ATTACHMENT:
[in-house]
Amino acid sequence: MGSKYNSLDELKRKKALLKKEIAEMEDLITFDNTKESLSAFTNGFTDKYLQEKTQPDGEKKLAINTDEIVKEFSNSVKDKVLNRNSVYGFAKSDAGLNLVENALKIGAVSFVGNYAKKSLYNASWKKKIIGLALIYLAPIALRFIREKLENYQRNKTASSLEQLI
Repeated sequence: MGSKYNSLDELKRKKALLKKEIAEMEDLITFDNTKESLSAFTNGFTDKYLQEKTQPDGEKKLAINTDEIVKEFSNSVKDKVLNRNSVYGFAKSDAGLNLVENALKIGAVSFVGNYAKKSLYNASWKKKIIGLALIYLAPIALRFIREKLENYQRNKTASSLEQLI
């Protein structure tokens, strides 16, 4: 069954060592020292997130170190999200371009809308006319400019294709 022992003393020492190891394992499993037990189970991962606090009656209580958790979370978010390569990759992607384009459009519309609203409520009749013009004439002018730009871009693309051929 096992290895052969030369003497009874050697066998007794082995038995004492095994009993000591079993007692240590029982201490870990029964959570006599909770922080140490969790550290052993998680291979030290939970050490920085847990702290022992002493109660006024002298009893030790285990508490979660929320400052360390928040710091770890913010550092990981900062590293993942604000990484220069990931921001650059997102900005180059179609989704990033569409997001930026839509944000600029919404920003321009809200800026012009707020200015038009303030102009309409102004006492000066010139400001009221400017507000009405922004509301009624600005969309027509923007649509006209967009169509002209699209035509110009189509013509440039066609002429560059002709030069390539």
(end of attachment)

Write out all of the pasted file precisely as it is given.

[in-house]
Amino acid sequence: MGSKYNSLDELKRKKALLKKEIAEMEDLITFDNTKESLSAFTNGFTDKYLQEKTQPDGEKKLAINTDEIVKEFSNSVKDKVLNRNSVYGFAKSDAGLNLVENALKIGAVSFVGNYAKKSLYNASWKKKIIGLALIYLAPIALRFIREKLENYQRNKTASSLEQLI
Repeated sequence: MGSKYNSLDELKRKKALLKKEIAEMEDLITFDNTKESLSAFTNGFTDKYLQEKTQPDGEKKLAINTDEIVKEFSNSVKDKVLNRNSVYGFAKSDAGLNLVENALKIGAVSFVGNYAKKSLYNASWKKKIIGLALIYLAPIALRFIREKLENYQRNKTASSLEQLI
């Protein structure tokens, strides 16, 4: 069954060592020292997130170190999200371009809308006319400019294709 022992003393020492190891394992499993037990189970991962606090009656209580958790979370978010390569990759992607384009459009519309609203409520009749013009004439002018730009871009693309051929 096992290895052969030369003497009874050697066998007794082995038995004492095994009993000591079993007692240590029982201490870990029964959570006599909770922080140490969790550290052993998680291979030290939970050490920085847990702290022992002493109660006024002298009893030790285990508490979660929320400052360390928040710091770890913010550092990981900062590293993942604000990484220069990931921001650059997102900005180059179609989704990033569409997001930026839509944000600029919404920003321009809200800026012009707020200015038009303030102009309409102004006492000066010139400001009221400017507000009405922004509301009624600005969309027509923007649509006209967009169509002209699209035509110009189509013509440039066609002429560059002709030069390539």